This camera was given to me by an good friend. He’s not all that much into photography and I imagine that if he wanted to take pictures, he would be unlikely to ever use a 1995 vintage film camera. In fact the camera is in such great condition that it looks as if it’s rarely been used at all. If he’d ever used it it would probably have been perfect for him: an easy to use camera aimed at entry level users. It is the kind of camera to bring along to family occasions, use while travelling etc. when you want to capture some pleasant memories without breaking the bank.
It’s a Canon EOS 888 (also called EOS 5000) in some markets.
The bulk of its functionality is controlled by a large dial on top of the camera. It uses 6-zone evaluative metering (or 9.5% partial metering at the centre) linked to the focus points, as is the three zone flash metering.
The camera has fully automatic exposure control, with no manual option.It also has shutter priority automatic exposure, where you set a shutter speed and the camera selects an appropriate aperture. Shutter speeds from 1/8 sec to 1/2000 appear on the selector dial, but in full auto mode the shutter can go down to a full 2 seconds.
It’s quite small and lighter than most SLRs. Clearly a lot of plastic was used in its construction, but it still feels quite solid.
If you don’t want to use the fully auto mode, or the shutter priority AE you can simply select one of the four Program Image Control (PIC) modes: Portrait, Landscape, Close-up or Sports. Like the fully auto mode these modes control both the shutter speed and the aperture.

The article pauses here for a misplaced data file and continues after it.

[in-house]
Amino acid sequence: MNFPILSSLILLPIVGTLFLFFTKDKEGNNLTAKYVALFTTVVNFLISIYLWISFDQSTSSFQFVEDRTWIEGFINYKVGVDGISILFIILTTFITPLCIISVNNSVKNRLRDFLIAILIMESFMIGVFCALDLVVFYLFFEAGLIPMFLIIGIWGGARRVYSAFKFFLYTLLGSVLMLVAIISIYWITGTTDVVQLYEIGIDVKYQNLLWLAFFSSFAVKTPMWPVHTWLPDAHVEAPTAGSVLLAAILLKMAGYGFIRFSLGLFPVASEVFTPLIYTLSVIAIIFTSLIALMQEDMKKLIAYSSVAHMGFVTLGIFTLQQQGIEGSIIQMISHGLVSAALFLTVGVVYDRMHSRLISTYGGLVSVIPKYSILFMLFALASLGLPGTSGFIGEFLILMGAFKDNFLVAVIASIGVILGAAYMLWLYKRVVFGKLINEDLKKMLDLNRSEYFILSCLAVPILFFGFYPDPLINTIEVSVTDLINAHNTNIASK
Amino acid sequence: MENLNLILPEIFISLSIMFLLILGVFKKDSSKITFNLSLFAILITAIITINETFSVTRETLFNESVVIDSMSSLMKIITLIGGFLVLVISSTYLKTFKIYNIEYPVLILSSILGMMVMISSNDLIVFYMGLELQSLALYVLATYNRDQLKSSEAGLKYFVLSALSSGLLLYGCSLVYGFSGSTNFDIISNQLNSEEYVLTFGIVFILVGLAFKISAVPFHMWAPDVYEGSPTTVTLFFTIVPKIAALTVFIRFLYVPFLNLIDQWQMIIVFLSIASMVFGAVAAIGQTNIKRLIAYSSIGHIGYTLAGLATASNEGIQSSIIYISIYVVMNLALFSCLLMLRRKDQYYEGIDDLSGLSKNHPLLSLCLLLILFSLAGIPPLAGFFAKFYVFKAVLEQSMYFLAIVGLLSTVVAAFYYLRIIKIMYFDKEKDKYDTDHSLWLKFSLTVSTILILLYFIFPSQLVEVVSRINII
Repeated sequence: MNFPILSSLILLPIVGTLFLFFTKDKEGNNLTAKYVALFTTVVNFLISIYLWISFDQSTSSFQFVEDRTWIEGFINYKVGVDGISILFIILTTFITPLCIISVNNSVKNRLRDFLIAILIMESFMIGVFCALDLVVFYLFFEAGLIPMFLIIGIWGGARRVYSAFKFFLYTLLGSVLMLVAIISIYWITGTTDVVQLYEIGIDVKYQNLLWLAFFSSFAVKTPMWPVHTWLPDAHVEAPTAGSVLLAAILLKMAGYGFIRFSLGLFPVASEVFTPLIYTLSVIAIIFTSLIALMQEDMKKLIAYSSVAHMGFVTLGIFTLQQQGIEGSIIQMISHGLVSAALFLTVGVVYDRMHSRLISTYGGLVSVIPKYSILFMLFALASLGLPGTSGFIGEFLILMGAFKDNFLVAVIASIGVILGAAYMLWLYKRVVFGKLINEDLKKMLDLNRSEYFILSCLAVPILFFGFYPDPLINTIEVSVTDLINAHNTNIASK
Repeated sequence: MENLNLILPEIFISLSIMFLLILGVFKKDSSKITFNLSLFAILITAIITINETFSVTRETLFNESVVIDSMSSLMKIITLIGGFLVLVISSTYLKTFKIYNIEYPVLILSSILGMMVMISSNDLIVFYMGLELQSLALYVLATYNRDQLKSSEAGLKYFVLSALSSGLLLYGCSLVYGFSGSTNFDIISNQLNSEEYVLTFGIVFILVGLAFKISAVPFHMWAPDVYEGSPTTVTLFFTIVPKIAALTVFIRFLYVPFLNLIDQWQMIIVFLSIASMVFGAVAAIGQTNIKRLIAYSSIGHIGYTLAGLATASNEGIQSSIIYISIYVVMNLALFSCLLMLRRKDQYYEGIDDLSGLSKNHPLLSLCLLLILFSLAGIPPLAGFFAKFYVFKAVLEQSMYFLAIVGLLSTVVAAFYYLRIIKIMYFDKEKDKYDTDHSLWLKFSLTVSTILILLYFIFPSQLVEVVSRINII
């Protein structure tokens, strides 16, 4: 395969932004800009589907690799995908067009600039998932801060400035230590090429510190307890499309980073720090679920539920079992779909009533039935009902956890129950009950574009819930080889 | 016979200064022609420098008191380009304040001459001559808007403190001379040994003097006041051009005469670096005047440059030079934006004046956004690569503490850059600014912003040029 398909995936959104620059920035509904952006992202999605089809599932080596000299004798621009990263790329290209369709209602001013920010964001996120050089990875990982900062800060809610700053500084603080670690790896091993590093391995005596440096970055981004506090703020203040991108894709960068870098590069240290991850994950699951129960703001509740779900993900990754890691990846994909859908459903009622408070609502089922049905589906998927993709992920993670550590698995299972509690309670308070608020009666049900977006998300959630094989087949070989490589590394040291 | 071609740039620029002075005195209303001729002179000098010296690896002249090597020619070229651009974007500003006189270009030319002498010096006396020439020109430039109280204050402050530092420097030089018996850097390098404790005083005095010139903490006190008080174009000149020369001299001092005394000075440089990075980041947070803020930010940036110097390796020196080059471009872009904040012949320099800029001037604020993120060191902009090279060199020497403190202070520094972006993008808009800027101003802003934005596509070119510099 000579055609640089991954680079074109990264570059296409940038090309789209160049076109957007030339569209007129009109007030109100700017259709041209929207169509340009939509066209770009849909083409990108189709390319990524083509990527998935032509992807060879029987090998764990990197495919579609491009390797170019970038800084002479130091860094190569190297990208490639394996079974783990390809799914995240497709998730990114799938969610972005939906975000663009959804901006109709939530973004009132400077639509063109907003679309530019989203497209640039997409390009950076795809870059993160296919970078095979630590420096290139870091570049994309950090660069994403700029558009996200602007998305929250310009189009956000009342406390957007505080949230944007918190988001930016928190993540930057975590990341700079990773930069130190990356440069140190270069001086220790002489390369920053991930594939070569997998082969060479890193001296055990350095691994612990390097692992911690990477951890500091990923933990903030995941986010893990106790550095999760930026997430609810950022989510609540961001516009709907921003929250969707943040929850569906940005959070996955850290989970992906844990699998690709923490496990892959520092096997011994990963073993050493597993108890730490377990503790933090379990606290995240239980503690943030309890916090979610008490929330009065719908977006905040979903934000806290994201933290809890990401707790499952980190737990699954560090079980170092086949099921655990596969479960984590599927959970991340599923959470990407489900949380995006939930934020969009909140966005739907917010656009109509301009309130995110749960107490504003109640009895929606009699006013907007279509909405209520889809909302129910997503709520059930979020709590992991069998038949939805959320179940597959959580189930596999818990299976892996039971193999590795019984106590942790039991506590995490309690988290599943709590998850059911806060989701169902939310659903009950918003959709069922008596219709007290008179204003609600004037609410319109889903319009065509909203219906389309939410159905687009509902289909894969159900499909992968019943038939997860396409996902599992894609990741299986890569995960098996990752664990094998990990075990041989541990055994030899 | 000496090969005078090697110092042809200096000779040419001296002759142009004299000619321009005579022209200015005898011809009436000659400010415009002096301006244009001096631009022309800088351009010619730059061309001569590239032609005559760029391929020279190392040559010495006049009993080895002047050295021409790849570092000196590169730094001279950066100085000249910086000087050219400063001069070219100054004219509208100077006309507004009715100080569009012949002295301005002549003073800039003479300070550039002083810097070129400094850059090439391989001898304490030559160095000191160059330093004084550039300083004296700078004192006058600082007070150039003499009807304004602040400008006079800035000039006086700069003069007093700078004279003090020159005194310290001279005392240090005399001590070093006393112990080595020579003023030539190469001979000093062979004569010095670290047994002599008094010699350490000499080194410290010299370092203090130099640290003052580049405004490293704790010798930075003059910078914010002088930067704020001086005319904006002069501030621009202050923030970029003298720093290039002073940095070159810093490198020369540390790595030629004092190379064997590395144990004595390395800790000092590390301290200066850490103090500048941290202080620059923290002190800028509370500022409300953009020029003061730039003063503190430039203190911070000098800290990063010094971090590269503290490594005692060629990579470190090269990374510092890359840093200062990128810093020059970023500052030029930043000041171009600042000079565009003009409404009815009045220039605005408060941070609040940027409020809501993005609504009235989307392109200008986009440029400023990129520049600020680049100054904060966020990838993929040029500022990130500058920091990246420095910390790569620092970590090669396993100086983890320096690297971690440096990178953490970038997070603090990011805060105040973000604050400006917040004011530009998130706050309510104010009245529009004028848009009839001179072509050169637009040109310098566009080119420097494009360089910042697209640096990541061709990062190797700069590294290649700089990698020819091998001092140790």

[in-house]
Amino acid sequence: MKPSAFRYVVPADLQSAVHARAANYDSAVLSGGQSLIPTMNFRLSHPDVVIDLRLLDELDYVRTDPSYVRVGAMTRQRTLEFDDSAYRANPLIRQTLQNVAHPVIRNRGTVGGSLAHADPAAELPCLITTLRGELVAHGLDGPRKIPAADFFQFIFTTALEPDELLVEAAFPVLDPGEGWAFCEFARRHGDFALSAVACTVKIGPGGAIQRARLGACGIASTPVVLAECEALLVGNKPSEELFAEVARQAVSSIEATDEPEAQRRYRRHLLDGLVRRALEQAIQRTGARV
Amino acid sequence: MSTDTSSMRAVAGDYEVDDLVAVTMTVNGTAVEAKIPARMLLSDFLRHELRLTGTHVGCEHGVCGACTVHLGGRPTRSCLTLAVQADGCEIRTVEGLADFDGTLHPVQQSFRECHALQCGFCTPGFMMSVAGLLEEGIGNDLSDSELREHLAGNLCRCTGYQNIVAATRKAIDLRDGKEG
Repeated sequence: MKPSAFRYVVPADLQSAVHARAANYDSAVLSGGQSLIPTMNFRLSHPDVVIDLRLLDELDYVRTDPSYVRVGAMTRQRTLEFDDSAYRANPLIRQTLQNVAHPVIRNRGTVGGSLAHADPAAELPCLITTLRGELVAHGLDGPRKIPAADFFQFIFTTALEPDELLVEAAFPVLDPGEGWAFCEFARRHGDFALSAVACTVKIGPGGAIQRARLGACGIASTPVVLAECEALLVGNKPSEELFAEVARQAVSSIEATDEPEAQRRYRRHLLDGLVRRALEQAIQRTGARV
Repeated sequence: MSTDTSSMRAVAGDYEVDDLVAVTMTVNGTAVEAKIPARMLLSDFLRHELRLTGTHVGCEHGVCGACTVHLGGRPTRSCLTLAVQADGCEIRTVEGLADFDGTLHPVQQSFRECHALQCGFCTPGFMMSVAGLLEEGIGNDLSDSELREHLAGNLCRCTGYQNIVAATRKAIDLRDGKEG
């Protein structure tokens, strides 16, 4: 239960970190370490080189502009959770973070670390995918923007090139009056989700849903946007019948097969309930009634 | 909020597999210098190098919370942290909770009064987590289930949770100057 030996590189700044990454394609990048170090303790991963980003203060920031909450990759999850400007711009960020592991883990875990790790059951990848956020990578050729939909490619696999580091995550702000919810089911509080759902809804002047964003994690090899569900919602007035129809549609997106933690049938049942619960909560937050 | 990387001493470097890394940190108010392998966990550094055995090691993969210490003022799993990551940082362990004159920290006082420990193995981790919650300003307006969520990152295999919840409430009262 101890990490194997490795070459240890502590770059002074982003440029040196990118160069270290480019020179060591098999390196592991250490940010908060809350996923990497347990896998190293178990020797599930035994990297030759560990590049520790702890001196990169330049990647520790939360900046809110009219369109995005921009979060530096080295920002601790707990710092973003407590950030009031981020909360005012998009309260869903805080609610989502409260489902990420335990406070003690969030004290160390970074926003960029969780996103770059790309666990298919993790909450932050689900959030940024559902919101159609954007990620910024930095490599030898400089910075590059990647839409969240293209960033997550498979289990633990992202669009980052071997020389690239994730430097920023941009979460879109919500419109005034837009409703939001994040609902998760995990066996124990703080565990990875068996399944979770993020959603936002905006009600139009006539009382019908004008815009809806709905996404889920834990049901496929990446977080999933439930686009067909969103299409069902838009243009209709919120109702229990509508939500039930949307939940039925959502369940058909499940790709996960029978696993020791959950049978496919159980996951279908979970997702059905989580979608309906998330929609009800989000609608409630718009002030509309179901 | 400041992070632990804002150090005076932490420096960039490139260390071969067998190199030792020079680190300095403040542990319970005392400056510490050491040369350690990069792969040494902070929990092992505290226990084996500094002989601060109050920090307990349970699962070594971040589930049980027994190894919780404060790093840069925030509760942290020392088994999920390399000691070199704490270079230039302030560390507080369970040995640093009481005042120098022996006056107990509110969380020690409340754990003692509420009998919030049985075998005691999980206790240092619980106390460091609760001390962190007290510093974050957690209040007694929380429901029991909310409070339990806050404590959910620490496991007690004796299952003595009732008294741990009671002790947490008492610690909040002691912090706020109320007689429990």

Advanced Integrated Multipoint (AIM) control allows the camera to adjust to meet the photographers intentions. For example, if your subject is to the left of the picture, the focusing sensor on the left will be used. This will activate the exposure sensors on the left of the camera, so that the light reading is also taken from this area, rather than from the centre.
The built in flash uses through the lens (TTL, ISO guide number of 12m at ISO 100) metering linked to the selected focus point.
The viewfinder has indicators for partial metering (AE lock); correct exposure (blinks when exposure is bad); and correct focus. The top panel LCD displays the number of frames remaining; self-timer seconds remaining; and the aperture when in shutter priority mode. There’s also a battery level indicator. The camera takes two CR123A Lithium batteries.
The camera features the typical Canon quick load capability. Just pull out the film leader to the clearly marked point, close the back and the camera automatically advances the film. I was surprised to find, however, that the camera advances to the end of the roll, and then counts down as you shoot. ISO is set automatically (i.e. no option to change it manually) from ISO15 to an ISO of 2000.
A quartz date model was also available. However, it’s only programmed to 2019.
The camera came with a Sigma 70-210mm f4-5.6 UC-II.
For results see Canon EOS 888 results.